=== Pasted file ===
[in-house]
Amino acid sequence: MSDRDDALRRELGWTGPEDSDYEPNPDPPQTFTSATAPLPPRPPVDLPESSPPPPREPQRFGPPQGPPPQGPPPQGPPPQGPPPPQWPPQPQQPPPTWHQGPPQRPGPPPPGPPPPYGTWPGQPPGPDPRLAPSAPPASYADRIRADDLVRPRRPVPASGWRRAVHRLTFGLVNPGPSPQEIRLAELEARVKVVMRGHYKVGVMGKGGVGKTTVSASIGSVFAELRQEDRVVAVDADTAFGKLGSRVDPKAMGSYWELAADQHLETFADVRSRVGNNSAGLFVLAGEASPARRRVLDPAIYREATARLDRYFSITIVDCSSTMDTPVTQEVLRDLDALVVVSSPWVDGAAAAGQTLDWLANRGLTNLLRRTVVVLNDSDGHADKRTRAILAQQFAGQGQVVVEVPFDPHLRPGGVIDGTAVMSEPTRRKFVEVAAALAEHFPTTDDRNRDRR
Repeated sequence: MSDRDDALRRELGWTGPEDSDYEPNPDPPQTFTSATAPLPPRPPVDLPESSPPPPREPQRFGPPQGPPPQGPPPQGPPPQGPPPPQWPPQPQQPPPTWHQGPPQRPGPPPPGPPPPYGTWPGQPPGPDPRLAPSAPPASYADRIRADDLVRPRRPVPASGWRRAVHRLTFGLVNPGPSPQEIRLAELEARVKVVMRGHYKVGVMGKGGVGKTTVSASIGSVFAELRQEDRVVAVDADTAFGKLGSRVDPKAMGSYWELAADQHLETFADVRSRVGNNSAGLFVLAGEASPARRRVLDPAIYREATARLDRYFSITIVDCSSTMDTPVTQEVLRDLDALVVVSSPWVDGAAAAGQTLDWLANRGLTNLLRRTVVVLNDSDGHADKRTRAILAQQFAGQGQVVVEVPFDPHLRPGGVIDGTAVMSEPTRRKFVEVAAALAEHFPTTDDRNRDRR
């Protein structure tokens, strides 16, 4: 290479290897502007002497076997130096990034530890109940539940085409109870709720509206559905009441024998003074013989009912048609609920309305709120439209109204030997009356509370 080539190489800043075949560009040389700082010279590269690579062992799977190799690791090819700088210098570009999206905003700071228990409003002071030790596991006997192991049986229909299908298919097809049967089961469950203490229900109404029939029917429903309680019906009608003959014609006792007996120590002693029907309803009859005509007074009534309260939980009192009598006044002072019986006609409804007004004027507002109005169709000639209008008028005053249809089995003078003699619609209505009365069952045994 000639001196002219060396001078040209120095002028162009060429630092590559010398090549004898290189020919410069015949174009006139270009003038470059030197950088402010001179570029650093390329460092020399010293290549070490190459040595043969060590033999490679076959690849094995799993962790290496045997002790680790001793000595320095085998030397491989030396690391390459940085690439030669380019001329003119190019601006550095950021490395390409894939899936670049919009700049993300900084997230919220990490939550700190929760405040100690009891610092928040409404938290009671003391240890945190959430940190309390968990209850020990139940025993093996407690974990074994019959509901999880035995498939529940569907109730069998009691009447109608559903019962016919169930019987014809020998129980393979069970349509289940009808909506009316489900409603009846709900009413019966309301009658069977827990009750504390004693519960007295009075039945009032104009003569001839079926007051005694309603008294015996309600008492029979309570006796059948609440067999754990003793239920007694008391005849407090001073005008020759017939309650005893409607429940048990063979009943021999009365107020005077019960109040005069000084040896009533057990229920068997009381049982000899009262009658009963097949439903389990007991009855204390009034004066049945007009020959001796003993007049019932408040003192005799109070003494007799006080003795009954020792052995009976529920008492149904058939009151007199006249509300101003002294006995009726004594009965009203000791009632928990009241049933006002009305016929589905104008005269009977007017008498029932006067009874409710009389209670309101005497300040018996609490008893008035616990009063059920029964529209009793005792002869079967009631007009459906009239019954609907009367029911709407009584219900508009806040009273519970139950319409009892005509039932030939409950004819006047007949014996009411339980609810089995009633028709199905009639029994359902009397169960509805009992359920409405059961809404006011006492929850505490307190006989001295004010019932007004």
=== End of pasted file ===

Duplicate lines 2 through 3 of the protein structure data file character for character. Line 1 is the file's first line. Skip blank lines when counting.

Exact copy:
Amino acid sequence: MSDRDDALRRELGWTGPEDSDYEPNPDPPQTFTSATAPLPPRPPVDLPESSPPPPREPQRFGPPQGPPPQGPPPQGPPPQGPPPPQWPPQPQQPPPTWHQGPPQRPGPPPPGPPPPYGTWPGQPPGPDPRLAPSAPPASYADRIRADDLVRPRRPVPASGWRRAVHRLTFGLVNPGPSPQEIRLAELEARVKVVMRGHYKVGVMGKGGVGKTTVSASIGSVFAELRQEDRVVAVDADTAFGKLGSRVDPKAMGSYWELAADQHLETFADVRSRVGNNSAGLFVLAGEASPARRRVLDPAIYREATARLDRYFSITIVDCSSTMDTPVTQEVLRDLDALVVVSSPWVDGAAAAGQTLDWLANRGLTNLLRRTVVVLNDSDGHADKRTRAILAQQFAGQGQVVVEVPFDPHLRPGGVIDGTAVMSEPTRRKFVEVAAALAEHFPTTDDRNRDRR
Repeated sequence: MSDRDDALRRELGWTGPEDSDYEPNPDPPQTFTSATAPLPPRPPVDLPESSPPPPREPQRFGPPQGPPPQGPPPQGPPPQGPPPPQWPPQPQQPPPTWHQGPPQRPGPPPPGPPPPYGTWPGQPPGPDPRLAPSAPPASYADRIRADDLVRPRRPVPASGWRRAVHRLTFGLVNPGPSPQEIRLAELEARVKVVMRGHYKVGVMGKGGVGKTTVSASIGSVFAELRQEDRVVAVDADTAFGKLGSRVDPKAMGSYWELAADQHLETFADVRSRVGNNSAGLFVLAGEASPARRRVLDPAIYREATARLDRYFSITIVDCSSTMDTPVTQEVLRDLDALVVVSSPWVDGAAAAGQTLDWLANRGLTNLLRRTVVVLNDSDGHADKRTRAILAQQFAGQGQVVVEVPFDPHLRPGGVIDGTAVMSEPTRRKFVEVAAALAEHFPTTDDRNRDRR